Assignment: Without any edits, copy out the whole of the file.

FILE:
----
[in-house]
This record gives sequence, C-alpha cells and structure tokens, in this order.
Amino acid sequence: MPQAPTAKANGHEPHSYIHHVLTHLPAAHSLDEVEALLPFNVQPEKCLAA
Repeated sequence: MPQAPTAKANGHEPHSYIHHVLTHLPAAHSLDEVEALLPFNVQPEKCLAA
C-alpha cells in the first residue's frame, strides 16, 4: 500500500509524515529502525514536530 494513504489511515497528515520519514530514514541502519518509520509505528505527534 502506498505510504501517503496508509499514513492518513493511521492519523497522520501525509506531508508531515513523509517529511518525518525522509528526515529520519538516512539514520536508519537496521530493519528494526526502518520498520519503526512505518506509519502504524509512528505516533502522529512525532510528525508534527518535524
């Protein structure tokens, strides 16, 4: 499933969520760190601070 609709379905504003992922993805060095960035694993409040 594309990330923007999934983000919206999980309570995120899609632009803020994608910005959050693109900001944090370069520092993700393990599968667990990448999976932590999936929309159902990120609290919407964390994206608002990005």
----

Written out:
[in-house]
This record gives sequence, C-alpha cells and structure tokens, in this order.
Amino acid sequence: MPQAPTAKANGHEPHSYIHHVLTHLPAAHSLDEVEALLPFNVQPEKCLAA
Repeated sequence: MPQAPTAKANGHEPHSYIHHVLTHLPAAHSLDEVEALLPFNVQPEKCLAA
C-alpha cells in the first residue's frame, strides 16, 4: 500500500509524515529502525514536530 494513504489511515497528515520519514530514514541502519518509520509505528505527534 502506498505510504501517503496508509499514513492518513493511521492519523497522520501525509506531508508531515513523509517529511518525518525522509528526515529520519538516512539514520536508519537496521530493519528494526526502518520498520519503526512505518506509519502504524509512528505516533502522529512525532510528525508534527518535524
């Protein structure tokens, strides 16, 4: 499933969520760190601070 609709379905504003992922993805060095960035694993409040 594309990330923007999934983000919206999980309570995120899609632009803020994608910005959050693109900001944090370069520092993700393990599968667990990448999976932590999936929309159902990120609290919407964390994206608002990005």